Using gazes for effective tutoring with social robots

Ph.D. candidate Eunice Njeri Mwangi of the department of Industrial Design has investigated how intuitive gaze-based interactions between and humans can help improve the effectiveness of robot tutors. The researcher successfully defended her PHD-thesis on Wednesday 28th of October 2020.

Advances in robotic technology have enabled robot integration into settings where they can interact collaboratively with human users. Robots are now gaining prominence in social spaces, such as education, therapeutic facilities for children, and nursing homes for the elderly. A promising use of social robots is in tutoring, where robots take the role of tutors or trainers, for example, in rehabilitation centers for children with special needs.

To improve interaction outcomes in tutoring and other persuasion tasks, intuitive interactions between robots and users are crucial. And while there has been considerable progress towards natural interactions between robots and humans, designing robot behavior to support human-robot tutoring interactions is still an open problem.

In her research, Eunice Njeri Mwangi, who is part of the Future Everyday research group at TU/e, focused on gaze-based interactions between humans and robots. A better understanding of these interactions can help improve the design of effective gaze-based interaction, which in turn will foster performance, social engagement, and mutual coordination in a tutoring setting.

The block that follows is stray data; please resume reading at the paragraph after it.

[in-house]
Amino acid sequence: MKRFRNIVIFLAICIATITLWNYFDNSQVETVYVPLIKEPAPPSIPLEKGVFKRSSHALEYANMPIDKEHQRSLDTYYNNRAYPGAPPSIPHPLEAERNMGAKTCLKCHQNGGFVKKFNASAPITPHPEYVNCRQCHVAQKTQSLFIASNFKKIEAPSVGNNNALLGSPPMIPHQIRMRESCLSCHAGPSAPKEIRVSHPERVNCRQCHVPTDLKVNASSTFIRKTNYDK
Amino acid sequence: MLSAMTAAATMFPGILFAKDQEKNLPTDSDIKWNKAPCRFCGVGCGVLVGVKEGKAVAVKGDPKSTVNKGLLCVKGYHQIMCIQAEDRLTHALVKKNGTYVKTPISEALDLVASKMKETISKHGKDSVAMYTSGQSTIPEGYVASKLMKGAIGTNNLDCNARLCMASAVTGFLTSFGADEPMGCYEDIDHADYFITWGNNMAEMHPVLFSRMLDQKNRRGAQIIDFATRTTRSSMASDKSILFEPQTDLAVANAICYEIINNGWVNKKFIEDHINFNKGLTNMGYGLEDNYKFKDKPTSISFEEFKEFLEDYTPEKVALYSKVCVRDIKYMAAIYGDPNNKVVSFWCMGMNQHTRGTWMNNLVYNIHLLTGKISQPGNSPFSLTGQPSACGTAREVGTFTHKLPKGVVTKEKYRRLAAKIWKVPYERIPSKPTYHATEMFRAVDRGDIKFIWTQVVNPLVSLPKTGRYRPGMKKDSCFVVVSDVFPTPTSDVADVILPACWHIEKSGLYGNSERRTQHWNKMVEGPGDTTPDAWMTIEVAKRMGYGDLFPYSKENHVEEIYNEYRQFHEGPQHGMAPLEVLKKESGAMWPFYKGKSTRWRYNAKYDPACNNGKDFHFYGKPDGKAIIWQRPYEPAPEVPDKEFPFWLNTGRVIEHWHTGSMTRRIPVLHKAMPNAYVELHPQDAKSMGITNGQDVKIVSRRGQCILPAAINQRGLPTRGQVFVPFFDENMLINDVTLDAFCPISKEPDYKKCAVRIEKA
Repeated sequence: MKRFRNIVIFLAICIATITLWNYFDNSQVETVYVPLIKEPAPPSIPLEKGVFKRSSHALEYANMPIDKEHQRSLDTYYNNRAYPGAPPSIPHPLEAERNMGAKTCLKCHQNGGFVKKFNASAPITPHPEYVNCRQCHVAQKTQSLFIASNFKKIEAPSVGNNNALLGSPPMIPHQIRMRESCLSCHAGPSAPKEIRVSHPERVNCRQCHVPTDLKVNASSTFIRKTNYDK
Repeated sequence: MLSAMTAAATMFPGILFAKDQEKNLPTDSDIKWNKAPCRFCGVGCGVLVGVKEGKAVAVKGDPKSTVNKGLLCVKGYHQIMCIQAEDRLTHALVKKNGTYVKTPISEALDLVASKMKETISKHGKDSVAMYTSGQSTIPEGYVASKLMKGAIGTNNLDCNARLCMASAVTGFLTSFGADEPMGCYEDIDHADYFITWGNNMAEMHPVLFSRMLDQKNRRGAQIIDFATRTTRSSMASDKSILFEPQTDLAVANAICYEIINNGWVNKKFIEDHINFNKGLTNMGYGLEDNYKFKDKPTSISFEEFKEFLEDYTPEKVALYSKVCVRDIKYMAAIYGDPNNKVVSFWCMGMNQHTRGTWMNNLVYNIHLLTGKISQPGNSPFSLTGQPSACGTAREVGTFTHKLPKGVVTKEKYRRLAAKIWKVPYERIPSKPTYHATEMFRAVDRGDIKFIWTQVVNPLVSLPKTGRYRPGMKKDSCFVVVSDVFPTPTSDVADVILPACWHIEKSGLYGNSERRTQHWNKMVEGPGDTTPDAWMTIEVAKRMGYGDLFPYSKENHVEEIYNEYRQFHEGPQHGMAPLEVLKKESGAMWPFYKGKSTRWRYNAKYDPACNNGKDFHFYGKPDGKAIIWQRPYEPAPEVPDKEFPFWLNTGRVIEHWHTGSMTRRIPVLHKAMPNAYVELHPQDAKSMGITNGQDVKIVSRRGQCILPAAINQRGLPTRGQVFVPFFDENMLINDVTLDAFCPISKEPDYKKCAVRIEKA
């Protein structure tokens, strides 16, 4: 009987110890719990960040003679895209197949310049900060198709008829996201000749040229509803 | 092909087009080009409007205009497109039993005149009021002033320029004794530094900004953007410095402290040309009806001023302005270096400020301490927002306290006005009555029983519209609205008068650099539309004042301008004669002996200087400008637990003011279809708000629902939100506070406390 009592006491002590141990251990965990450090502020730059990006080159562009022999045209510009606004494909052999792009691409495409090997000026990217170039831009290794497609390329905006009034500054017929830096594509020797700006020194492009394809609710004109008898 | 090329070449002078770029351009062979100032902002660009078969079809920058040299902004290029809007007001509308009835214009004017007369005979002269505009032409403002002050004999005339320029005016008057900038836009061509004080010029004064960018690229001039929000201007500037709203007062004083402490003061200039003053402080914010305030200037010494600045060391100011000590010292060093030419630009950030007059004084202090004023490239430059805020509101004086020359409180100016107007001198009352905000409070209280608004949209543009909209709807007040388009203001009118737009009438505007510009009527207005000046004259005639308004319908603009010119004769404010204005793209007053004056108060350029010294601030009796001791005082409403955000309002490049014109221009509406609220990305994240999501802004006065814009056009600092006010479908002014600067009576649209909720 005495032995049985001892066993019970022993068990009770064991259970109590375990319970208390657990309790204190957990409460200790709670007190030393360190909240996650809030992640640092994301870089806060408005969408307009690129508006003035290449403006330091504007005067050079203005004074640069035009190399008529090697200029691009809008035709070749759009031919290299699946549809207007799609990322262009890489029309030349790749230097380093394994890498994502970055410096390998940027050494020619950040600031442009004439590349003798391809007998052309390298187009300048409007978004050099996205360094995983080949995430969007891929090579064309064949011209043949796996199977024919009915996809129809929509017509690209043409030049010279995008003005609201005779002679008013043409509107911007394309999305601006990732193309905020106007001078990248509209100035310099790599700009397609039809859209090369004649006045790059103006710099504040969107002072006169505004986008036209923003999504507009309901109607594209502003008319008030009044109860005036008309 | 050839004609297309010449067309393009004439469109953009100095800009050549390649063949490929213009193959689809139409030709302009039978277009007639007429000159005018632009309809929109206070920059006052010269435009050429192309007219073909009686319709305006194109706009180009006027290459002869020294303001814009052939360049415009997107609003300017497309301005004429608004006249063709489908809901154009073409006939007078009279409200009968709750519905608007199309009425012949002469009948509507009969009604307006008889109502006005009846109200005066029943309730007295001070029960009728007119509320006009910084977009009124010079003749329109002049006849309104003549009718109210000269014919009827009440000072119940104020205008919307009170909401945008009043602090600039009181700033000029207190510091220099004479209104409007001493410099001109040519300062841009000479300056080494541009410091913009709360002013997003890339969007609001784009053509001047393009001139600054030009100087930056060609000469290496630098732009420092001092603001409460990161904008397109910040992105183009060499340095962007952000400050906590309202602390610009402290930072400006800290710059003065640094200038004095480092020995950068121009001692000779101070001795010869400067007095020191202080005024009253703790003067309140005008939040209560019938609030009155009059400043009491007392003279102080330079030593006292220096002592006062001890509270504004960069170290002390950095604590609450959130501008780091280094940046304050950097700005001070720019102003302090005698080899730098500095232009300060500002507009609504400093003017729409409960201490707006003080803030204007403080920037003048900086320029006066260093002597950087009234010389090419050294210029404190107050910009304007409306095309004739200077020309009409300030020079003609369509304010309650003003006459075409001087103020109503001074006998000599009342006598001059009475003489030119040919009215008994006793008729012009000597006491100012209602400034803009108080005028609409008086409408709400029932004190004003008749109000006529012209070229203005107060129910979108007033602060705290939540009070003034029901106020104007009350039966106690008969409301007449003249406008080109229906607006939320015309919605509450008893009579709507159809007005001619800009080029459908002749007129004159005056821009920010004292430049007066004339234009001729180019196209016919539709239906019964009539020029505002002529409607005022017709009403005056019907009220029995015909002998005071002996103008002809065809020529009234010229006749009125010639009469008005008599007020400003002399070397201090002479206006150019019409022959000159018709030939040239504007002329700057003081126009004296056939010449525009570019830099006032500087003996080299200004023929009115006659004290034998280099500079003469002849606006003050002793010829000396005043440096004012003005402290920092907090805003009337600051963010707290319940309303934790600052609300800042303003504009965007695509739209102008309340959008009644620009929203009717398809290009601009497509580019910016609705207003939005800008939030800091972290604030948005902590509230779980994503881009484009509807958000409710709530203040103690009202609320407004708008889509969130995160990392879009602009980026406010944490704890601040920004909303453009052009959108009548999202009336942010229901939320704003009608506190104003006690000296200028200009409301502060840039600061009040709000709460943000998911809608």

Gaze behavior

To do so, Mwangi conducted a number of user studies designed to investigate the concepts of mutual coordination gaze-following and complex sequences of gaze behavior within robot tutoring interactions. In these studies, which included both laboratory and field-based experiments, human participants (adults or children) interacted with a tutor (human or robot) in a board game tutoring activity.

Through observational analysis and objective measurement techniques, including eye-tracking and lag-based methods, the researcher was able to examine the interactive gaze behavior in realistic tutoring settings.

From these studies, Mwangi concludes that effective gaze behavior which includes explicit, frequent and dynamic gaze cues from the robot can help build a shared understanding and mutual awareness between humans and robots, leading to positive outcomes in a tutoring interaction.


Overall, the findings from the user studies contribute to new design guidelines for gaze-based communications to improve learning performances and promote positive human-robot tutoring interactions.

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